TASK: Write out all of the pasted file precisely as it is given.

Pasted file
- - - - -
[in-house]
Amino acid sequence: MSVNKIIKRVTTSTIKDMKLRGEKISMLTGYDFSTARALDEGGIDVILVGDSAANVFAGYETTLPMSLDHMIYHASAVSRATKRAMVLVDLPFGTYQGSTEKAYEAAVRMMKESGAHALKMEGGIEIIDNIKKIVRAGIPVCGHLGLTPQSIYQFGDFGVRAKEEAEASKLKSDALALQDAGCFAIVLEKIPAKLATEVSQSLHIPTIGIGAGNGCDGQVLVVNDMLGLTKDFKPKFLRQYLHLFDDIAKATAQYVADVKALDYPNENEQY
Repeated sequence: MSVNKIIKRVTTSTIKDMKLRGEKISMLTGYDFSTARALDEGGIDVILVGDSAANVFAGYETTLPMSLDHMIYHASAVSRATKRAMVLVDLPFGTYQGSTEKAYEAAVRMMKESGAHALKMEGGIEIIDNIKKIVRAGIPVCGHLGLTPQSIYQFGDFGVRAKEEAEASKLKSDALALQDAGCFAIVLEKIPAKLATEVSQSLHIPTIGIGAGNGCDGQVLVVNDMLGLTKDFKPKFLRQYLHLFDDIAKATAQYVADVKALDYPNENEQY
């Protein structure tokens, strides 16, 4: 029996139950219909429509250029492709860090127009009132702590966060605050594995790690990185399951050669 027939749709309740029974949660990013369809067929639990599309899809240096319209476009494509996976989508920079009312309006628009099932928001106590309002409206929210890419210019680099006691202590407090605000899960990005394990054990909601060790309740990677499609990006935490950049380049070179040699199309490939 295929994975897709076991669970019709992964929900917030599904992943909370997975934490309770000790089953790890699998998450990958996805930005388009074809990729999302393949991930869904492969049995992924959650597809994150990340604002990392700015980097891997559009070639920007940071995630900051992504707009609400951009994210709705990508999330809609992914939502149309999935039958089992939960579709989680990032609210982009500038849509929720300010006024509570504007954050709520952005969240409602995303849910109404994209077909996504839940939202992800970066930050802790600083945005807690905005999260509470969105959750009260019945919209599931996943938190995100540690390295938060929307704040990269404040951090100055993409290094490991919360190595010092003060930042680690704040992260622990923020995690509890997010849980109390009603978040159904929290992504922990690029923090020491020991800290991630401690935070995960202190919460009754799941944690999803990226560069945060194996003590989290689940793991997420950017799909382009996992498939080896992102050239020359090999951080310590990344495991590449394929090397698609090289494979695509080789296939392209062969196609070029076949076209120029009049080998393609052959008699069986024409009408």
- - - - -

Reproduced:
[in-house]
Amino acid sequence: MSVNKIIKRVTTSTIKDMKLRGEKISMLTGYDFSTARALDEGGIDVILVGDSAANVFAGYETTLPMSLDHMIYHASAVSRATKRAMVLVDLPFGTYQGSTEKAYEAAVRMMKESGAHALKMEGGIEIIDNIKKIVRAGIPVCGHLGLTPQSIYQFGDFGVRAKEEAEASKLKSDALALQDAGCFAIVLEKIPAKLATEVSQSLHIPTIGIGAGNGCDGQVLVVNDMLGLTKDFKPKFLRQYLHLFDDIAKATAQYVADVKALDYPNENEQY
Repeated sequence: MSVNKIIKRVTTSTIKDMKLRGEKISMLTGYDFSTARALDEGGIDVILVGDSAANVFAGYETTLPMSLDHMIYHASAVSRATKRAMVLVDLPFGTYQGSTEKAYEAAVRMMKESGAHALKMEGGIEIIDNIKKIVRAGIPVCGHLGLTPQSIYQFGDFGVRAKEEAEASKLKSDALALQDAGCFAIVLEKIPAKLATEVSQSLHIPTIGIGAGNGCDGQVLVVNDMLGLTKDFKPKFLRQYLHLFDDIAKATAQYVADVKALDYPNENEQY
């Protein structure tokens, strides 16, 4: 029996139950219909429509250029492709860090127009009132702590966060605050594995790690990185399951050669 027939749709309740029974949660990013369809067929639990599309899809240096319209476009494509996976989508920079009312309006628009099932928001106590309002409206929210890419210019680099006691202590407090605000899960990005394990054990909601060790309740990677499609990006935490950049380049070179040699199309490939 295929994975897709076991669970019709992964929900917030599904992943909370997975934490309770000790089953790890699998998450990958996805930005388009074809990729999302393949991930869904492969049995992924959650597809994150990340604002990392700015980097891997559009070639920007940071995630900051992504707009609400951009994210709705990508999330809609992914939502149309999935039958089992939960579709989680990032609210982009500038849509929720300010006024509570504007954050709520952005969240409602995303849910109404994209077909996504839940939202992800970066930050802790600083945005807690905005999260509470969105959750009260019945919209599931996943938190995100540690390295938060929307704040990269404040951090100055993409290094490991919360190595010092003060930042680690704040992260622990923020995690509890997010849980109390009603978040159904929290992504922990690029923090020491020991800290991630401690935070995960202190919460009754799941944690999803990226560069945060194996003590989290689940793991997420950017799909382009996992498939080896992102050239020359090999951080310590990344495991590449394929090397698609090289494979695509080789296939392209062969196609070029076949076209120029009049080998393609052959008699069986024409009408």